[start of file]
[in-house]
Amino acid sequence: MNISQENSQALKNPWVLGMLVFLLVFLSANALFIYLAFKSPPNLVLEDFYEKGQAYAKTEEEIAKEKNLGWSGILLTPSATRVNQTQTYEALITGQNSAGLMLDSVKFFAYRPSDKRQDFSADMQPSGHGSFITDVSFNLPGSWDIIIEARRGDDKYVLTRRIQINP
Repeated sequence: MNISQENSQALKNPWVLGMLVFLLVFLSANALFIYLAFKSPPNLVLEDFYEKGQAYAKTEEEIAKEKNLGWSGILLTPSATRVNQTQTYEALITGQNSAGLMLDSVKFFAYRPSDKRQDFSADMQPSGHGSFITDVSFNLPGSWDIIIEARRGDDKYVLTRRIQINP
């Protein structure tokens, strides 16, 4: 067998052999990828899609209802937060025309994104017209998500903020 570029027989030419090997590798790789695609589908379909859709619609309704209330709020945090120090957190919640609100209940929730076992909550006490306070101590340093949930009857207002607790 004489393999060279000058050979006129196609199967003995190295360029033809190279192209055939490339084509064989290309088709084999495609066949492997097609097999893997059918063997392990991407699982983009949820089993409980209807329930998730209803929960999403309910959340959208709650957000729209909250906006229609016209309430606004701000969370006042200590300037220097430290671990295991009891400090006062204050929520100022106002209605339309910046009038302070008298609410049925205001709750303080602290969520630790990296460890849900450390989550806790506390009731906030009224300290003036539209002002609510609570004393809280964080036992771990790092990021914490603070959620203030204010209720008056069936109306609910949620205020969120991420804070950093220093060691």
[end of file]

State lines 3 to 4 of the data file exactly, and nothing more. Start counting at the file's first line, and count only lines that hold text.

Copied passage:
Repeated sequence: MNISQENSQALKNPWVLGMLVFLLVFLSANALFIYLAFKSPPNLVLEDFYEKGQAYAKTEEEIAKEKNLGWSGILLTPSATRVNQTQTYEALITGQNSAGLMLDSVKFFAYRPSDKRQDFSADMQPSGHGSFITDVSFNLPGSWDIIIEARRGDDKYVLTRRIQINP
């Protein structure tokens, strides 16, 4: 067998052999990828899609209802937060025309994104017209998500903020 570029027989030419090997590798790789695609589908379909859709619609309704209330709020945090120090957190919640609100209940929730076992909550006490306070101590340093949930009857207002607790 004489393999060279000058050979006129196609199967003995190295360029033809190279192209055939490339084509064989290309088709084999495609066949492997097609097999893997059918063997392990991407699982983009949820089993409980209807329930998730209803929960999403309910959340959208709650957000729209909250906006229609016209309430606004701000969370006042200590300037220097430290671990295991009891400090006062204050929520100022106002209605339309910046009038302070008298609410049925205001709750303080602290969520630790990296460890849900450390989550806790506390009731906030009224300290003036539209002002609510609570004393809280964080036992771990790092990021914490603070959620203030204010209720008056069936109306609910949620205020969120991420804070950093220093060691």